Writing each day gives you a place to get your thoughts on paper. When we are dealing with substance use, there will be many pent-up emotions. It’s a release to write about your feelings. It can be a vehicle to formulate answers when you are struggling.
Writing the morning pages gives you a starting point and a place to release your thoughts. It relieves pent up emotions and you feel lighter as you go about your day.
Movement is a medicine for creating change in a person’s physical, emotional, and mental states. ~ Carol Welch
Most of us at some point in our lives have exercised regularly.
When substance use or any other life trauma occurs, this can easily be put to the side and forgotten.
Setting exercise goals for yourself seems daunting at first, but once you start, it becomes easier. You begin to put your focus on the training that you must do each week, the clothing you will need to prepare, bringing enough water, and how wonderful you are going to feel when you have completed your workout.
Just taking a walk can make the world seem like a calmer place.
Walking is a regular part of my week. Having a dog helps, as she needs her daily walk. Just getting out there, setting a time limit, or possibly clipping a pedometer to your waist gives you the sense of accomplishment to get those strides going. The goal could be 10,000 steps per day, but the benefit of a 10 or 20 minute walk is immeasurable.
Find Your Passion
If there is no passion in your life, then have you really lived? Find your passion, whatever it may be. Become it, and let it become you and you will find great things happen FOR you, TO you and BECAUSE of you. ~ T. Alan Armstrong
When we are dealing with family substance use of any kind and are ready for a new lifestyle, it’s essential that we look at our lives and see where we can make positive changes. We need to fill the void of substance use with something that will make us want to get up in the morning, something that we can get excited about.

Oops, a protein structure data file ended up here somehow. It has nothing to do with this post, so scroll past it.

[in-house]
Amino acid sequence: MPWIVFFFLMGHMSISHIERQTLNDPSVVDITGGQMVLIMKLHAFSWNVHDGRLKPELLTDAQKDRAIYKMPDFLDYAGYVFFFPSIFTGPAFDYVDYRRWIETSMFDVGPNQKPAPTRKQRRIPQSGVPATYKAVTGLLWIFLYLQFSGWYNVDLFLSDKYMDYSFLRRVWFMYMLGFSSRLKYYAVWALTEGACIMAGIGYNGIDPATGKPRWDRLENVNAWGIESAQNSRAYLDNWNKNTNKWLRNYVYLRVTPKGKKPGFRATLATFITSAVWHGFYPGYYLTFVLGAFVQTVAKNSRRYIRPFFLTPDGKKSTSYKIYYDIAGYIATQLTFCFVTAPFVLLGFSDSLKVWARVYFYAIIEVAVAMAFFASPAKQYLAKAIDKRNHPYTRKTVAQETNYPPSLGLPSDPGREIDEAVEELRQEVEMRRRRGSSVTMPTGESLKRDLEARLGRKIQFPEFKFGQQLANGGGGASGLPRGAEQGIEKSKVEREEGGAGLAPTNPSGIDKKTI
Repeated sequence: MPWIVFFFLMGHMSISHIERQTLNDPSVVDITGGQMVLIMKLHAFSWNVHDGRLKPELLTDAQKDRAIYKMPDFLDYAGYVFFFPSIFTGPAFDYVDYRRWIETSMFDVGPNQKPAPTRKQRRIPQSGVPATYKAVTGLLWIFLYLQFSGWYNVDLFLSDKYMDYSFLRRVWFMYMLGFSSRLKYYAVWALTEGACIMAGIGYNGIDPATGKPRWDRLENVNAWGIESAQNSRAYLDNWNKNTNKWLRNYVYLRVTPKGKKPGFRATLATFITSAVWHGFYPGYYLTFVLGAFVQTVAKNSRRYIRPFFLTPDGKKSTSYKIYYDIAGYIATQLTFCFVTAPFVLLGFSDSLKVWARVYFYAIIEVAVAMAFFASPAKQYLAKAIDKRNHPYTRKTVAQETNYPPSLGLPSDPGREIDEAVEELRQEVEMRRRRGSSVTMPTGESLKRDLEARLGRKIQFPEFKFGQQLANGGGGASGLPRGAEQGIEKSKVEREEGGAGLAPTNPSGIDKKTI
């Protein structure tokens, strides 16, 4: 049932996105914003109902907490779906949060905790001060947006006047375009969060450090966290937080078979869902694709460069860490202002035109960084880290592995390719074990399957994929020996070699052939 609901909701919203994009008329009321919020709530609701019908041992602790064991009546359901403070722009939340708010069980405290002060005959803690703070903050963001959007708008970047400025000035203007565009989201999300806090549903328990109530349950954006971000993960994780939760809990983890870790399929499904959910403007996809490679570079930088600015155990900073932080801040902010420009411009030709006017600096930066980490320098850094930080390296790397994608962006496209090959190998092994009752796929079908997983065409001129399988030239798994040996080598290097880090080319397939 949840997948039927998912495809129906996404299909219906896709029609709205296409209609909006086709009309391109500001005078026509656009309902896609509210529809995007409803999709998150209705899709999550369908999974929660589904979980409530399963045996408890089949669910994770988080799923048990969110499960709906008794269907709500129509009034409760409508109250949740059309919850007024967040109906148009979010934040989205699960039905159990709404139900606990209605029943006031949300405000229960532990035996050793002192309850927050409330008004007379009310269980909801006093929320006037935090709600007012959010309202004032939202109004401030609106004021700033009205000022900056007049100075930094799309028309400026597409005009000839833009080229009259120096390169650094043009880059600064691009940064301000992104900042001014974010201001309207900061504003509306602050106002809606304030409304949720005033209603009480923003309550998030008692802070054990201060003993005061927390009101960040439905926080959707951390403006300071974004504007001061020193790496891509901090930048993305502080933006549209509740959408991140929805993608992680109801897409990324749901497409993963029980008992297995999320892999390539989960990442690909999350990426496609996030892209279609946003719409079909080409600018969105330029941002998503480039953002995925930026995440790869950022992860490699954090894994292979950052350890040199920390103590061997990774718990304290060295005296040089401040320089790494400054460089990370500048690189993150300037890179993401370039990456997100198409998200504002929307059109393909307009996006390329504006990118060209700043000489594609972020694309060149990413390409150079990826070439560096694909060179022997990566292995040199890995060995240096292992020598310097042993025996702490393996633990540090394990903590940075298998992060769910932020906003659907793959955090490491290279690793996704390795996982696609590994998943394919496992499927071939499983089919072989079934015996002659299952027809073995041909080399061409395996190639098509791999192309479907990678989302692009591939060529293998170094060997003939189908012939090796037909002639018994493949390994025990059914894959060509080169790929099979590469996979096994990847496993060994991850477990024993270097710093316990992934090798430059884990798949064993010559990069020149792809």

Find your passion so that you can feel the deep joys of life!
When we are focused on other people, our goals and dreams are put to the wayside. Refocus your energy to remember those things in life that you love to do and that make you feel alive. Think about what makes you excited. What is the one thing you do where you lose track of time?
If you have lost the excitement in life, now is a good time to do some research and rekindle what makes you happy. It is not enough to be in just be in “recovery”; it is crucial that you find your passion.
Let go and put some energy into you, energy that will nourish your mind and feed your soul. You will be at your best when you give back to yourself. Pursuing your passion will renew your love of life and all that it has to offer.
Take the time to find your own peace of mind in a way that works for you. Bring some of these ideas into your life, so that you can make it better!
You may find that you finally do have your life back.
Remember—you are not alone and there is always hope!
Life is a series of moments. If you miss the moments, you miss your life. ~ Robin Sharma
It would be nice if humans came equipped with diagnostic sensors that could immediately pinpoint the root of any condition we were struggling with —to be able to see into a person’s timeline and say, “There it is. Right there. That’s where addiction began.”
Unfortunately, it takes many of us years, even decades, to uncover enough of the pain to understand why our journey took the turns it did. No one wakes up and decides to become an addict. But somewhere on the timeline of our lives, many addicts have experienced trauma points. This trauma awakens the desire (either conscious or unconscious) for what all trauma survivors long for: control and safety.
The Alcoholics Anonymous (AA) 12-Step recovery program
is a free treatment program for people suffering from alcohol abuse and addiction.
AA program participants follow a set of recovery steps to achieve and maintain abstinence from alcohol. Many people use a sponsor to help them through the process.
The program uses a spiritual approach that includes a belief in a higher power. Members define that higher power in their own way - it does not have to be God.
Meetings are often held in public spaces such as churches or schools. Some meetings are open to anyone who wants to attend, while others are only for alcoholics or prospective AA members.
Becoming a member is free. The only requirement is a desire to stop drinking.
You must be an alcoholic to join AA. But anyone can attend open meetings.
Welcome to the blog for A Better Life Recovery. We will post news and articles here related to addition and recovery.